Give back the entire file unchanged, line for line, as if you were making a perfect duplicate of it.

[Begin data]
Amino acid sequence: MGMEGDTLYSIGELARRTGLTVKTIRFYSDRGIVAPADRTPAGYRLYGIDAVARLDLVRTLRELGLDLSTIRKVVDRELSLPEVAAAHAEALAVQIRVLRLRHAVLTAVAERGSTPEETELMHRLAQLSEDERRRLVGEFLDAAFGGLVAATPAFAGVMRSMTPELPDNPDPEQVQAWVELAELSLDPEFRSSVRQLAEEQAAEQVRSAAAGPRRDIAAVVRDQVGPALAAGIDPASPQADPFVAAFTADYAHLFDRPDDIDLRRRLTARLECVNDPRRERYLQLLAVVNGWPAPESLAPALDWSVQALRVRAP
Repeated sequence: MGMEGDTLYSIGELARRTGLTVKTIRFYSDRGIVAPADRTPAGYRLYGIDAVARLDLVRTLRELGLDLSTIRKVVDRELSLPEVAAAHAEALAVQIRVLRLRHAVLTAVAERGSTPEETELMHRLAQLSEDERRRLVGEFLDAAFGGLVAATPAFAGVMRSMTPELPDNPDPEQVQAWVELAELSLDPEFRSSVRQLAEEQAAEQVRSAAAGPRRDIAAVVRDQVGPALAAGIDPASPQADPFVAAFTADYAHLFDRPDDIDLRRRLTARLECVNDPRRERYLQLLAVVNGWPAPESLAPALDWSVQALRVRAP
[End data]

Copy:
Amino acid sequence: MGMEGDTLYSIGELARRTGLTVKTIRFYSDRGIVAPADRTPAGYRLYGIDAVARLDLVRTLRELGLDLSTIRKVVDRELSLPEVAAAHAEALAVQIRVLRLRHAVLTAVAERGSTPEETELMHRLAQLSEDERRRLVGEFLDAAFGGLVAATPAFAGVMRSMTPELPDNPDPEQVQAWVELAELSLDPEFRSSVRQLAEEQAAEQVRSAAAGPRRDIAAVVRDQVGPALAAGIDPASPQADPFVAAFTADYAHLFDRPDDIDLRRRLTARLECVNDPRRERYLQLLAVVNGWPAPESLAPALDWSVQALRVRAP
Repeated sequence: MGMEGDTLYSIGELARRTGLTVKTIRFYSDRGIVAPADRTPAGYRLYGIDAVARLDLVRTLRELGLDLSTIRKVVDRELSLPEVAAAHAEALAVQIRVLRLRHAVLTAVAERGSTPEETELMHRLAQLSEDERRRLVGEFLDAAFGGLVAATPAFAGVMRSMTPELPDNPDPEQVQAWVELAELSLDPEFRSSVRQLAEEQAAEQVRSAAAGPRRDIAAVVRDQVGPALAAGIDPASPQADPFVAAFTADYAHLFDRPDDIDLRRRLTARLECVNDPRRERYLQLLAVVNGWPAPESLAPALDWSVQALRVRAP